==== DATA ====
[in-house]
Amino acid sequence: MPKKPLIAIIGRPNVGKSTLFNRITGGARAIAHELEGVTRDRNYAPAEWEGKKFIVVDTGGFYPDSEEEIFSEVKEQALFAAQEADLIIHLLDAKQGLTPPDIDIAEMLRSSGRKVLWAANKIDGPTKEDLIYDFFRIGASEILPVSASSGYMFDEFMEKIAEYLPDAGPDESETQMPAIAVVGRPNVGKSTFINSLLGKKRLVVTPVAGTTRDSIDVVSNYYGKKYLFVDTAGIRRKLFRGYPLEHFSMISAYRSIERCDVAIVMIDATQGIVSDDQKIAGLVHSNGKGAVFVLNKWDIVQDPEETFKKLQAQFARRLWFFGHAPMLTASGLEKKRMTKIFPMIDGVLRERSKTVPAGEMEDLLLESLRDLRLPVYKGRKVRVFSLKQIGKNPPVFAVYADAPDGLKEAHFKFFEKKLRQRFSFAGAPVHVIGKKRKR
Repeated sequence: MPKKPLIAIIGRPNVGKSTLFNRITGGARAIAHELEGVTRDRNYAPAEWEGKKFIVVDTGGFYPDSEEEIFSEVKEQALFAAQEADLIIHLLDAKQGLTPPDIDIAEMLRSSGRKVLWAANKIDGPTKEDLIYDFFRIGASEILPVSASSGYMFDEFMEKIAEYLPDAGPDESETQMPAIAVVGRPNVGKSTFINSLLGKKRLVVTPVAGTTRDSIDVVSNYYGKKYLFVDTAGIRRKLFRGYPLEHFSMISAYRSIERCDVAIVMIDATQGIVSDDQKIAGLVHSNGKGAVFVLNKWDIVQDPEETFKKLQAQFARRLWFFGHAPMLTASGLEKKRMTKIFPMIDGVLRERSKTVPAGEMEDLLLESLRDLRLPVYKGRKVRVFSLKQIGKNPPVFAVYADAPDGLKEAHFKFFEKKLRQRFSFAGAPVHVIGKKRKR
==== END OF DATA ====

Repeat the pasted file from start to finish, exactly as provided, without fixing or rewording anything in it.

[in-house]
Amino acid sequence: MPKKPLIAIIGRPNVGKSTLFNRITGGARAIAHELEGVTRDRNYAPAEWEGKKFIVVDTGGFYPDSEEEIFSEVKEQALFAAQEADLIIHLLDAKQGLTPPDIDIAEMLRSSGRKVLWAANKIDGPTKEDLIYDFFRIGASEILPVSASSGYMFDEFMEKIAEYLPDAGPDESETQMPAIAVVGRPNVGKSTFINSLLGKKRLVVTPVAGTTRDSIDVVSNYYGKKYLFVDTAGIRRKLFRGYPLEHFSMISAYRSIERCDVAIVMIDATQGIVSDDQKIAGLVHSNGKGAVFVLNKWDIVQDPEETFKKLQAQFARRLWFFGHAPMLTASGLEKKRMTKIFPMIDGVLRERSKTVPAGEMEDLLLESLRDLRLPVYKGRKVRVFSLKQIGKNPPVFAVYADAPDGLKEAHFKFFEKKLRQRFSFAGAPVHVIGKKRKR
Repeated sequence: MPKKPLIAIIGRPNVGKSTLFNRITGGARAIAHELEGVTRDRNYAPAEWEGKKFIVVDTGGFYPDSEEEIFSEVKEQALFAAQEADLIIHLLDAKQGLTPPDIDIAEMLRSSGRKVLWAANKIDGPTKEDLIYDFFRIGASEILPVSASSGYMFDEFMEKIAEYLPDAGPDESETQMPAIAVVGRPNVGKSTFINSLLGKKRLVVTPVAGTTRDSIDVVSNYYGKKYLFVDTAGIRRKLFRGYPLEHFSMISAYRSIERCDVAIVMIDATQGIVSDDQKIAGLVHSNGKGAVFVLNKWDIVQDPEETFKKLQAQFARRLWFFGHAPMLTASGLEKKRMTKIFPMIDGVLRERSKTVPAGEMEDLLLESLRDLRLPVYKGRKVRVFSLKQIGKNPPVFAVYADAPDGLKEAHFKFFEKKLRQRFSFAGAPVHVIGKKRKR